Here there be dragon lanterns

Can’t make it to Ontario Place? Check out these great 360 night shots of these skillfully sculpted, gigantic lanterns currently at the Toronto Chinese Lantern Festival. They’ve got tigers and pandas and life-sized pagodas, oh my. See if you can find the one shaped like the CN Tower.

Also check out shot #4 – that’s a metres-long dragon-shaped lantern constructed entirely out of teacups and saucers.

I don’t mind eels / Except as meals

Went to Bomberman’s stag on Friday (and that’s all you really need to know), and Woofer swung into TO on Saturday.

Had beef sashimi for the first time, and it was pretty good actually. That’s right, raw beef, well marbled, in thin strips. You know how beef tastes a bit gooey and stringy in the middle when you undercook your steak? It basically tastes like that.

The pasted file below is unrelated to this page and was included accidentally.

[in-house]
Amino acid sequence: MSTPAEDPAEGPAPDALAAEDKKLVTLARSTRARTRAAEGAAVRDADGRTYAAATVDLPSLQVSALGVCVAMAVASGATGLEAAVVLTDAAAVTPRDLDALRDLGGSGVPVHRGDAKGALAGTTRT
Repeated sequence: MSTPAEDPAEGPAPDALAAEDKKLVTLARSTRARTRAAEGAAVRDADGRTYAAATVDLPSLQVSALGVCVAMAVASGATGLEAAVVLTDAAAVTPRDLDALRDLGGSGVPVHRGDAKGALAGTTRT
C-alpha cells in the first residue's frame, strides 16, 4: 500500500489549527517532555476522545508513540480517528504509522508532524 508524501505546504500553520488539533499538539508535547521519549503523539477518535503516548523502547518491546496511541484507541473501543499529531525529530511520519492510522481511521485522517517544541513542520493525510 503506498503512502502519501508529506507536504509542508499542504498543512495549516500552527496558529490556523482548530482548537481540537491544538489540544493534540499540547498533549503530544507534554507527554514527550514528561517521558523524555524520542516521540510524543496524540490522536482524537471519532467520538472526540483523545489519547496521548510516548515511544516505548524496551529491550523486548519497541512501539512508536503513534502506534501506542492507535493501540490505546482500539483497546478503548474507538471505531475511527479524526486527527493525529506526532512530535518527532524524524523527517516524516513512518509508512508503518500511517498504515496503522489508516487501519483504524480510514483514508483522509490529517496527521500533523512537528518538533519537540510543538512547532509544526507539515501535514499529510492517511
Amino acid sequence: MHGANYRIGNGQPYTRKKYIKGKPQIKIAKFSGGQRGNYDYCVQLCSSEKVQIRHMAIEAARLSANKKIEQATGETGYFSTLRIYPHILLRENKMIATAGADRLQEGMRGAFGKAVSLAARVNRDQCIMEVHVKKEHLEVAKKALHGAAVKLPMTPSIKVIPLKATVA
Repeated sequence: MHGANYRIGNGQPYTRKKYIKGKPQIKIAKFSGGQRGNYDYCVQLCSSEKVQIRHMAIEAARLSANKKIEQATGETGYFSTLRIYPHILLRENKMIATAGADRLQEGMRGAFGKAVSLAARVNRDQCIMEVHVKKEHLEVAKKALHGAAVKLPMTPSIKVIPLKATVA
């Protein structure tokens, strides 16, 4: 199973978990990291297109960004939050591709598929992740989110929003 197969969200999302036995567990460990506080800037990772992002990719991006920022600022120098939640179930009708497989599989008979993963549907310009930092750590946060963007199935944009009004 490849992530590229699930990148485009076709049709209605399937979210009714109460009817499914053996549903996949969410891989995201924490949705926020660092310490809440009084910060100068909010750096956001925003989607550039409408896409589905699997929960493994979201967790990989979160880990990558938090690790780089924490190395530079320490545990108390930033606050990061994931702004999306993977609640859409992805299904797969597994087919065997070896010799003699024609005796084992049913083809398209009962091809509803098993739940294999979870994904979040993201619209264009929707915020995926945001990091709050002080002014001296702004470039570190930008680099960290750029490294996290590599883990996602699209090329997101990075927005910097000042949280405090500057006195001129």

Choice artwork: A cartoonist’s crib sheet

vanosten.gifAround 1975, Disney artist Carson Van Osten sketched the “Comic Strip Artist’s Kit”, seven large drafting sheets of tips and tricks illustrated in lead pencil. These sketches may have been lost to the sands of time, but thanks to the Internet, but Van Osten had graciously allowed his originals to be scanned and placed on Mark Kennedy’s blog.

Even if you gave up drawing Mickey Mouse in fifth grade, you might want to take a look to see what an effective visual tutorial on drawing looks like – or to appreciate some never-before-seen artwork of your favourite Disney characters.


Two of my peers and I spent the whole Wednesday at a Power Within, which was stopping by in Toronto.

I have, we could say, a __skeptic’s__ view of self-help literature, so I must admit I entered the convention centre with no particular expectations. In the end, I did enjoy the outing very much. Being able to dissect and examine the various presentation styles was worth it alone.

*Jessie Holmes* (A+ for being funny) – Our MC for the day, she started the day right with a Celine Dion impersonation (“I still love Canada, I only moved as far away as possible!”). Even sang “Love Can Move Mountains”.